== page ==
The first phase of a public art project to install the work of Southern sculptors around New Orleans was completed in time to be seen by visitors in the city for the Super Bowl.
The Ogden Museum of Southern Art said Thursday that the first phase includes seven sculptures placed along the busy Poydras Corridor and Convention Center Boulevard. The Ogden is curating the exhibition along with the "Sculpture for New Orleans" organization, founded in 2008.
Eventually, the exhibition is to feature 25 sculptures from Southern artists.
The entertainment leading up to the Super Bowl is so A-list, Beyonce may not have the most anticipated performance surrounding Sunday's big game in New Orleans.
Justin Timberlake is scheduled to give his first major musical performance in four years. Stevie Wonder will perform at an outdoor concert. CeeLo is reuniting with his old hip-hop clique, Goodie Mob, and Rascal Flatts will team up with Journey for a concert. And that's only a fraction of the all-star events.
Indeed, much of the emphasis in the days leading up to the big event has very little to do with the game.
Beyoncé is expected to face the media Thursday as she previews her halftime performance at the Super Bowl. But the focus will likely be on her performance at that other big event earlier this month.
The superstar hasn't spoken publicly since it was alleged that she lip-synched her rendition of "The Star-Spangled Banner" at President Barack Obama's inauguration. Since she hasn't addressed the controversy, it's expected the topic will be the main focus of her afternoon press conference in New Orleans.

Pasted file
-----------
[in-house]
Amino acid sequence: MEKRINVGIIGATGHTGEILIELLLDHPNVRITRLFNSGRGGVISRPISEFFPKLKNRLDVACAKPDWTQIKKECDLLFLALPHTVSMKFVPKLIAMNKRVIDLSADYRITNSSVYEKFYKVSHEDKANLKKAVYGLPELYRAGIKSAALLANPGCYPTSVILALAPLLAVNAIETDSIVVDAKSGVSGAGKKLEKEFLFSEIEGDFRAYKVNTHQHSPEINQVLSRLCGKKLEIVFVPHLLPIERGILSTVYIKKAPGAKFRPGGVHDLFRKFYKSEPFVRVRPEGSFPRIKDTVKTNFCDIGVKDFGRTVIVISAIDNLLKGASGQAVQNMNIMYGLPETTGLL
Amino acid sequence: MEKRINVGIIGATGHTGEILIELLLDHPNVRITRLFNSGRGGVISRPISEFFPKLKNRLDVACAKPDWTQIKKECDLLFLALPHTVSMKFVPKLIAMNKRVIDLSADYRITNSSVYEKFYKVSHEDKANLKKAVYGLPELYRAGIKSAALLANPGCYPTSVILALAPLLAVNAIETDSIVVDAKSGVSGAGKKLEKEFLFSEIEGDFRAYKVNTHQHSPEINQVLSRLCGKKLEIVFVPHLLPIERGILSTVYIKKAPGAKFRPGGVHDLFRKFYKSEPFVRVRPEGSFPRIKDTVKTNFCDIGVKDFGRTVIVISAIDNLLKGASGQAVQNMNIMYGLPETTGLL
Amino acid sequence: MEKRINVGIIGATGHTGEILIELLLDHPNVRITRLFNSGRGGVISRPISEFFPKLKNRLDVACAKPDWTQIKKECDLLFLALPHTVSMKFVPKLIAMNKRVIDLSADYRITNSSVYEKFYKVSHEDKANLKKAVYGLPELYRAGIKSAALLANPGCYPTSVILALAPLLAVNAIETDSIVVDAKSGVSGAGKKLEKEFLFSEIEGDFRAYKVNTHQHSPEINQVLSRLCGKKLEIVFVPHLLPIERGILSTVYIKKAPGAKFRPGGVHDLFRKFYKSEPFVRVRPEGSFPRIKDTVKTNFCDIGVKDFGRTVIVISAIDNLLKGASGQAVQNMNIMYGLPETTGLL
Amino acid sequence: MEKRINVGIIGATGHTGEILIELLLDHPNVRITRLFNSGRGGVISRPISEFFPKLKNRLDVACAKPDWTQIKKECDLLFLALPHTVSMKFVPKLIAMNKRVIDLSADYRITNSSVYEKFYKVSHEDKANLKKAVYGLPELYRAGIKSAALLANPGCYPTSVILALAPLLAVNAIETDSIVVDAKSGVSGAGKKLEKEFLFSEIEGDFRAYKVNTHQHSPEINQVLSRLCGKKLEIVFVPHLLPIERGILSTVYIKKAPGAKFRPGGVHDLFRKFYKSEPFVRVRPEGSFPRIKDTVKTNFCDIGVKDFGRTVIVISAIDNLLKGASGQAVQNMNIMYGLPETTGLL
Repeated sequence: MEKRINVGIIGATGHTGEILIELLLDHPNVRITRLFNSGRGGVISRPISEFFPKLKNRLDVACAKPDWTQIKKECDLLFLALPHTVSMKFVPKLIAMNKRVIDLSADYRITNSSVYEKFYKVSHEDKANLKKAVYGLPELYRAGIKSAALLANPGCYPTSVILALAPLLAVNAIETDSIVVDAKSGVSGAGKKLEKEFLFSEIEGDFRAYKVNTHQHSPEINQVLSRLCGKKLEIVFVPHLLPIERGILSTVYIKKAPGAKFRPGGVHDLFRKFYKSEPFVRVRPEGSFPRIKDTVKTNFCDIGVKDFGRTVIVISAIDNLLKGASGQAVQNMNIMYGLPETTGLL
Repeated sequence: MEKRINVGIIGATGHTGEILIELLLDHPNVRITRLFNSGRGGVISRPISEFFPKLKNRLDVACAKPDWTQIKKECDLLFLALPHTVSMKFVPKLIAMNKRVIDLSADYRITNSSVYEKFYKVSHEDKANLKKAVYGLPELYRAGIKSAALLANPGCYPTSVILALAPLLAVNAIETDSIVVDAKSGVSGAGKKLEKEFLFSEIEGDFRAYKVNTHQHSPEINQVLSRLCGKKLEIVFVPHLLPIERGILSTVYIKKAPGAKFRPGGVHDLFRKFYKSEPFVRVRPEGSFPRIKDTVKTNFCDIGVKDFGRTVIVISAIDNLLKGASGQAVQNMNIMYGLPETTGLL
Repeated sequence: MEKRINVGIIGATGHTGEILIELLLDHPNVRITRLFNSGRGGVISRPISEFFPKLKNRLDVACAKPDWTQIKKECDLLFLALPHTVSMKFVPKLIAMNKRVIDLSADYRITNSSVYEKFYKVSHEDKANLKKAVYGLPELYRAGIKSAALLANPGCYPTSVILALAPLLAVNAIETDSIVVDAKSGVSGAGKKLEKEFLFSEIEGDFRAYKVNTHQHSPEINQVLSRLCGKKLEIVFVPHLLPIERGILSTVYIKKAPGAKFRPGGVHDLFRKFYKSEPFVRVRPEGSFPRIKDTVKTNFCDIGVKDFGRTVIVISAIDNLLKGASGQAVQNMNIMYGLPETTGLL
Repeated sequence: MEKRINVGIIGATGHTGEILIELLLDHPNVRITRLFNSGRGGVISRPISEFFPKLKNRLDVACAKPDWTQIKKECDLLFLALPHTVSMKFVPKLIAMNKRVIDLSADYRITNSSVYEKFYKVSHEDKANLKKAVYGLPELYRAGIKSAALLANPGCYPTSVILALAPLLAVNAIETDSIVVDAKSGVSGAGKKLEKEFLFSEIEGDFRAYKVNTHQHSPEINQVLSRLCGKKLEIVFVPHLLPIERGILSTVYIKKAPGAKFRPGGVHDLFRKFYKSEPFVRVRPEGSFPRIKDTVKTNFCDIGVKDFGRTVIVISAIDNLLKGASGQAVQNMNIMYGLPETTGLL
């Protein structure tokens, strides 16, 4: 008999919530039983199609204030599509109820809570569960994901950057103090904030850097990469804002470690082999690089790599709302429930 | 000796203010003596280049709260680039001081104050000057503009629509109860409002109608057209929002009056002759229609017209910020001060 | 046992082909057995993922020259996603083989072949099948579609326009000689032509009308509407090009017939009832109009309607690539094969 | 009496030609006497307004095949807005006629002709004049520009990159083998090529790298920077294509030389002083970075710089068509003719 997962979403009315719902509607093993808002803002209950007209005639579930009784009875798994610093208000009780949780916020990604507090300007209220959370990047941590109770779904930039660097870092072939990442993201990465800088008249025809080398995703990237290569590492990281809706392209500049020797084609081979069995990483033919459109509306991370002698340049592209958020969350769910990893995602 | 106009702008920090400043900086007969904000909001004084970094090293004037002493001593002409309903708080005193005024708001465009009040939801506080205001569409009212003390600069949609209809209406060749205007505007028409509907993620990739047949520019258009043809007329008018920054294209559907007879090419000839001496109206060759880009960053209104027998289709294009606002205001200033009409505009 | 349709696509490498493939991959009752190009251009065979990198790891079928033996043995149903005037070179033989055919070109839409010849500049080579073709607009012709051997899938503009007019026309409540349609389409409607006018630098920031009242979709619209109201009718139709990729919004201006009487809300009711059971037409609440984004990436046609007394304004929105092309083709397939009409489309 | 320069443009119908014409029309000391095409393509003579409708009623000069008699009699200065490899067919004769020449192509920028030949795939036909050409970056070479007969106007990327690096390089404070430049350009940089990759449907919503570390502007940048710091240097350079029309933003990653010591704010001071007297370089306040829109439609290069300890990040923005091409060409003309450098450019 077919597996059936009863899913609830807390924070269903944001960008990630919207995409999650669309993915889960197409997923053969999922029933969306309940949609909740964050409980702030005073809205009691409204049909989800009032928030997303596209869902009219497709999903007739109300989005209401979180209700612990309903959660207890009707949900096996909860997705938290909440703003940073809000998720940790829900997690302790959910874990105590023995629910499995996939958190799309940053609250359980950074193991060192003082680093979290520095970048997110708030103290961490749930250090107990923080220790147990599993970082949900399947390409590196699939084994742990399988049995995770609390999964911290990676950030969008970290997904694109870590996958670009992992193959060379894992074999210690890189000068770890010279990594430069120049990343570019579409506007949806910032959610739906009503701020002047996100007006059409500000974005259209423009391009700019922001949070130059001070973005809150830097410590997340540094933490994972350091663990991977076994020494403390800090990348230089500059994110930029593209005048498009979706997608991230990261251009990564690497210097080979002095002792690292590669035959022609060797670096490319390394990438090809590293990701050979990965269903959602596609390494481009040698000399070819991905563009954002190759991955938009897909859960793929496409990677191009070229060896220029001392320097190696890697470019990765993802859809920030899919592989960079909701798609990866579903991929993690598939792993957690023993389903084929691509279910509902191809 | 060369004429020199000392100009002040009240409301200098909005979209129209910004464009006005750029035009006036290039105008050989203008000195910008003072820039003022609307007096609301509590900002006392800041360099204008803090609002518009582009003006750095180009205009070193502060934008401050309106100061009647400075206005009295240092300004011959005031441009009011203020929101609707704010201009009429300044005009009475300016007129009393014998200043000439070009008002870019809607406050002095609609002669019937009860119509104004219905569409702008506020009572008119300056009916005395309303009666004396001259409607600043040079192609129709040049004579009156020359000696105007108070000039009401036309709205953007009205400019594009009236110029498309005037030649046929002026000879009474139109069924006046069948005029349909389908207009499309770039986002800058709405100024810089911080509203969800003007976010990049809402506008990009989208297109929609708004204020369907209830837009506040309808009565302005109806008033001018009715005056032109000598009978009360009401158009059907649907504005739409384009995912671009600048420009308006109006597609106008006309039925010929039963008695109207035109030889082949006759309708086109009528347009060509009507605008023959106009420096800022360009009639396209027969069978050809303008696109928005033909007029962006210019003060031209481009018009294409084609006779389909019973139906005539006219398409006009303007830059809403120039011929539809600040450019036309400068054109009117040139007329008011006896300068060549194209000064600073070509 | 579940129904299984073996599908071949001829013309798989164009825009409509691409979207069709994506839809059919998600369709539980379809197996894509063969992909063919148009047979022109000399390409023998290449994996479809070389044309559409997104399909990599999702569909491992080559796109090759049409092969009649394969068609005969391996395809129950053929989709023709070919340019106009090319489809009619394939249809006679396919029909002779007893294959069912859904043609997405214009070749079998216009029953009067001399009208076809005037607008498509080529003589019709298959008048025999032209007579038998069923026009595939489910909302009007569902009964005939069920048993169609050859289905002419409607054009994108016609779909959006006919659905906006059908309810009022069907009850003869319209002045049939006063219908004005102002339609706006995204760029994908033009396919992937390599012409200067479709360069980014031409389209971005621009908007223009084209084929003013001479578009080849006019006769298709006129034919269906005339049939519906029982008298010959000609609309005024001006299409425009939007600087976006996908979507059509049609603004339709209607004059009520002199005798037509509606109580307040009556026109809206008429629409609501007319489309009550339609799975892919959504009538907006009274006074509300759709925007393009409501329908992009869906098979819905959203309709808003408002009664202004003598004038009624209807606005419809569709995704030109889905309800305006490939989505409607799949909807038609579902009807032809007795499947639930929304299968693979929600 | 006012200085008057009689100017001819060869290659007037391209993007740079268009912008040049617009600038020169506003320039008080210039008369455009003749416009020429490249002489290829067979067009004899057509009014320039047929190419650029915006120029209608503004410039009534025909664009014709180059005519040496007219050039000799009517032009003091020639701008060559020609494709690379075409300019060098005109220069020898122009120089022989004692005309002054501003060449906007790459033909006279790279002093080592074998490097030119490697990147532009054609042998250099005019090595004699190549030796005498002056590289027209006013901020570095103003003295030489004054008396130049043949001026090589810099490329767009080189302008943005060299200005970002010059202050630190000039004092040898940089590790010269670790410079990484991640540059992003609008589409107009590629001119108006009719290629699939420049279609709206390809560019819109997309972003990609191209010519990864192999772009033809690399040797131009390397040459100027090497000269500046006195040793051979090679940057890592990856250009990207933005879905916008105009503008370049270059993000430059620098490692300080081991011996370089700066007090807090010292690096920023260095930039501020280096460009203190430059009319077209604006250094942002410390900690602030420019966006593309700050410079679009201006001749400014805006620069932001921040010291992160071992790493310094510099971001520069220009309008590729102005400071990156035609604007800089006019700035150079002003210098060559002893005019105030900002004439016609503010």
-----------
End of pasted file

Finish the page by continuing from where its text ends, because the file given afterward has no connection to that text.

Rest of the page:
Heading back to his hometown, Jacoby Jones couldn't afford to tell the truth.
The All-Pro kick returner for the Baltimore Ravens got 15 tickets for the Super Bowl as a participating player. The demand from family and friends in New Orleans was way beyond that.
No Big Easy there.
Each Raven and San Francisco 49er player and coach had access to 15 tickets: two complimentary, the rest for purchase. Prices range this year from $800 to $1,200, the same as last year in Indianapolis.
When the game was last played in New Orleans 11 years ago, every seat cost $400.
Two of the league's most imposing inside linebackers both happen to wear No. 52.
This story is about the other one.
Patrick Willis of the San Francisco 49ers already has done plenty to prove his is the dominant 52 on the left coast and beyond, having been an All-Pro in five of his six NFL seasons. After enduring years of losing, he finally gets to flaunt his talent on the NFL's biggest stage at Sunday's Super Bowl, where he'll meet up with ... you guessed it. ...
No. 52 of the Baltimore Ravens, retiring Ray Lewis.
Tyrod Taylor is the forgotten quarterback at the Super Bowl.
Everyone knows the starters, of course, Baltimore's Joe Flacco and San Francisco's Colin Kaepernick.
They even know about Alex Smith, who started for the 49ers until he was sidelined with a concussion in November and Kaepernick stepped in.
And Taylor? His resume can be summed up on the top half of an index card: Two years, no starts and 30 passes — 25 of them in the Ravens' meaningless regular-season finale against Cincinnati last month.
When the Baltimore Ravens and San Francisco 49ers meet in the Super Bowl on Sunday, two complete seasons will have come and gone without a single HGH test being administered, even though the league and the NFL Players Association paved the way for it in the 10-year collective bargaining agreement they signed in August 2011.
Since then, the sides have haggled over various elements, primarily the union's insistence that it needs more information about the validity of a test that the Olympic sports and Major League Baseball use to detect the banned performance-enhancing drug.